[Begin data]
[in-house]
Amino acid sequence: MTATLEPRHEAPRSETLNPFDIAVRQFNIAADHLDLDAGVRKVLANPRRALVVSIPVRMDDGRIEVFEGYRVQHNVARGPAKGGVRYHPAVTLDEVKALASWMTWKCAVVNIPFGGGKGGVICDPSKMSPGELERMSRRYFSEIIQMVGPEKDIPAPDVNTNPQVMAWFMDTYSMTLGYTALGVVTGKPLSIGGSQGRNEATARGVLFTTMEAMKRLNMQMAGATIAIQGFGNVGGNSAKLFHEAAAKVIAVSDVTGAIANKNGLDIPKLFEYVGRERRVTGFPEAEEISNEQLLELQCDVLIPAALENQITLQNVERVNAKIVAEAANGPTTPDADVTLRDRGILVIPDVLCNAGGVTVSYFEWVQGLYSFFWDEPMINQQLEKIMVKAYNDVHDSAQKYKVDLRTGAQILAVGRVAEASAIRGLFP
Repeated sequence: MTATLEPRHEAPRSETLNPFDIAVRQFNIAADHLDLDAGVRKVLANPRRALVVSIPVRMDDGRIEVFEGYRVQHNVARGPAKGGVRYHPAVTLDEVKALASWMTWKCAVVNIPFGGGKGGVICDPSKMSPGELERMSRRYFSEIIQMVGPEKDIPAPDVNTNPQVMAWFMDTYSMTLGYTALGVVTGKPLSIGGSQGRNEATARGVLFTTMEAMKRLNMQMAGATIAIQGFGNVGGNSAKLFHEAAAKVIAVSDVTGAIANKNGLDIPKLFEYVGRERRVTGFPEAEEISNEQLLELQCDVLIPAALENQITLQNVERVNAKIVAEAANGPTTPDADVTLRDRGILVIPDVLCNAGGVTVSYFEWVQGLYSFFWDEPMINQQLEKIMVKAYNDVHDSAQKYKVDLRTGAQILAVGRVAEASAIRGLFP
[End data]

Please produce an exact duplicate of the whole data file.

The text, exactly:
[in-house]
Amino acid sequence: MTATLEPRHEAPRSETLNPFDIAVRQFNIAADHLDLDAGVRKVLANPRRALVVSIPVRMDDGRIEVFEGYRVQHNVARGPAKGGVRYHPAVTLDEVKALASWMTWKCAVVNIPFGGGKGGVICDPSKMSPGELERMSRRYFSEIIQMVGPEKDIPAPDVNTNPQVMAWFMDTYSMTLGYTALGVVTGKPLSIGGSQGRNEATARGVLFTTMEAMKRLNMQMAGATIAIQGFGNVGGNSAKLFHEAAAKVIAVSDVTGAIANKNGLDIPKLFEYVGRERRVTGFPEAEEISNEQLLELQCDVLIPAALENQITLQNVERVNAKIVAEAANGPTTPDADVTLRDRGILVIPDVLCNAGGVTVSYFEWVQGLYSFFWDEPMINQQLEKIMVKAYNDVHDSAQKYKVDLRTGAQILAVGRVAEASAIRGLFP
Repeated sequence: MTATLEPRHEAPRSETLNPFDIAVRQFNIAADHLDLDAGVRKVLANPRRALVVSIPVRMDDGRIEVFEGYRVQHNVARGPAKGGVRYHPAVTLDEVKALASWMTWKCAVVNIPFGGGKGGVICDPSKMSPGELERMSRRYFSEIIQMVGPEKDIPAPDVNTNPQVMAWFMDTYSMTLGYTALGVVTGKPLSIGGSQGRNEATARGVLFTTMEAMKRLNMQMAGATIAIQGFGNVGGNSAKLFHEAAAKVIAVSDVTGAIANKNGLDIPKLFEYVGRERRVTGFPEAEEISNEQLLELQCDVLIPAALENQITLQNVERVNAKIVAEAANGPTTPDADVTLRDRGILVIPDVLCNAGGVTVSYFEWVQGLYSFFWDEPMINQQLEKIMVKAYNDVHDSAQKYKVDLRTGAQILAVGRVAEASAIRGLFP